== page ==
685     real data (Bouguer anomalies in Tasmania, courtesy Geoscience Australia)}
686     \label{FIG:P1:GRAV:onshoreoffshore}
687     \end{figure}
688 gross 4199
689 caltinay 4271 The \netcdf conventions supported in \downunder include a standard way of
690     specifying such a mask value.
691     The example script \examplefile{create_netcdf.py} demonstrates how this is
692     accomplished in an easy way with any data.
693     If, for any reason, the mask value in the input file is invalid it can be
694     overridden via the \verb|null_value| argument when constructing the
695     \verb|NetCdfData| object:
696     \begin{verbatim}
697     source0=NetCdfData(NetCdfData.GRAVITY, 'data0.nc', null_value=-1000)
698     \end{verbatim}
699     In this example, all data points that have a value of $-1000$ are ignored and
700     not used in the inversion.
701     Please note that the special value \emph{NaN} (not-a-number) is sometimes used
702     for the purposes of masking in data sets.
703     Areas marked with this value are always disregarded in \downunder.
704    
705 caltinay 4279 \subsection{Multiple Data Sets}\label{SEC:P1:GRAV:REMARK:MULTIDATA}
706     It is possible to run a single inversion using more than one input data set,
707     possibly in different file formats.
708     To do so, simply create the data sources and add them to the domain builder:
709 caltinay 4272 \begin{verbatim}
710 caltinay 4279 source0=NetCdfData(NetCdfData.GRAVITY, 'data0.nc')
711     source1=ErMapperData(ErMapperData.GRAVITY, 'data1.ers')
712     dom.addSource(source0)
713     dom.addSource(source1)
714 caltinay 4272 \end{verbatim}
715 caltinay 4279 However, there are some restrictions when combining data sets:
716     \begin{itemize}
717     \item Due to the coordinate transformation all data sets must be located in
718     the same UTM zone. If a single dataset crosses UTM zones only the zone
719     of the central longitude is used when projecting.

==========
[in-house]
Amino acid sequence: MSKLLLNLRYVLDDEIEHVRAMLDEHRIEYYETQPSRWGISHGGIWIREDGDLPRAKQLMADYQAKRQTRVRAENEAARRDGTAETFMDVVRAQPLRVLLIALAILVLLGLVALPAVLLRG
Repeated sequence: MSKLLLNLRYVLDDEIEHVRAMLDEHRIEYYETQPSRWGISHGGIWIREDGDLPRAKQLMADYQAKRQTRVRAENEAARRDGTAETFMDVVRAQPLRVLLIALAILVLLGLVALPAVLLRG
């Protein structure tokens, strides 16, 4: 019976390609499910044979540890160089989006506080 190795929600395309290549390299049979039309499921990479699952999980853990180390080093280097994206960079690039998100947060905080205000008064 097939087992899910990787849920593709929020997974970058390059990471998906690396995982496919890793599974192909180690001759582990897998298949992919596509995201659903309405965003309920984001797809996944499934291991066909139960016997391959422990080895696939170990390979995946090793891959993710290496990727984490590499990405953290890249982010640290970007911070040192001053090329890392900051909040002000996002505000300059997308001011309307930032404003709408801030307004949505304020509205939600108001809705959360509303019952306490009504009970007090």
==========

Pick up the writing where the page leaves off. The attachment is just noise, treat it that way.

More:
720     For example, if one data set lies mostly in zone 51 but contains areas
721     of zone 52, it is transformed using zone 51. In this case more data
722     from zone 51 can be added, but not from any other zone.
723     \item All data sets should have the same spatial resolution but this is not
724     enforced. Combining data with different resolution is currently
725     considered experimental but works best when the resolutions are
726     multiples of each other. For example if the first data set has a
727     resolution (or cell size) of $100$ metres and the second has a cell
728     size of $50$ metres then the target domain will have a cell size of
729     $50$ metres (the finer resolution) and each point of the coarse data
730     will occupy two cells (in the respective dimension).
731     \end{itemize}
732 caltinay 4272
733 gross 4199 \subsection{Regularization Term}\label{SEC:P1:GRAV:REMARK:REG}
734 caltinay 4205 The \verb|GravityInversion| class supports the following form for the
735     regularization:
736 gross 4199 \begin{equation}
737     \int w^{(0)} \cdot \rho^2 + w^{(1)}_0 \rho_{,0}^2 + w^{(1)}_1 \rho_{,1}^2 + w^{(1)}_2 \rho_{,2}^2\; dx
738     \end{equation}
739 caltinay 4205 where the integral is calculated across the entire domain.
740     $\rho$ represents the density distribution where $\rho_{,0}$ $\rho_{,1}$ and
741     $\rho_{,2}$ are the spatial derivatives of $\rho$ with respect to the two
742     lateral and the vertical direction, respectively.
743     $w^{(0)}$, $w^{(1)}_0$, $w^{(1)}_1$ and $w^{(1)}_2$ are weighting
744     factors\footnote{A more general form, e.g. spatially variable values for the
745     weighting factors, is supported, see Part~\ref{part2}}.
746     By default these are $w^{(0)}=0$, $w^{(1)}_0=w^{(1)}_1=w^{(1)}_2=1$.
747     Other weighting factors can be set in the inversion set-up.
748     For instance to set $w^{(0)}=10$, $w^{(1)}_0=w^{(1)}_1=0$ and $w^{(1)}_2=100$
749     use the statement:
750 gross 4199 \begin{verbatim}
751     inv.setup(dom, w0=10, w1=[0,0,100])
752     \end{verbatim}
753 caltinay 4205 It is pointed out that the weighting factors are rescaled in order to improve
754     numerical stability. Therefore the relative size of the weighting factors is
755     relevant and using
756 gross 4199 \begin{verbatim}
757     inv.setup(dom, w0=0.1, w1=[0,0,1])
758     \end{verbatim}
759 caltinay 4205 would lead to the same regularization as the statement above.
760 gross 4185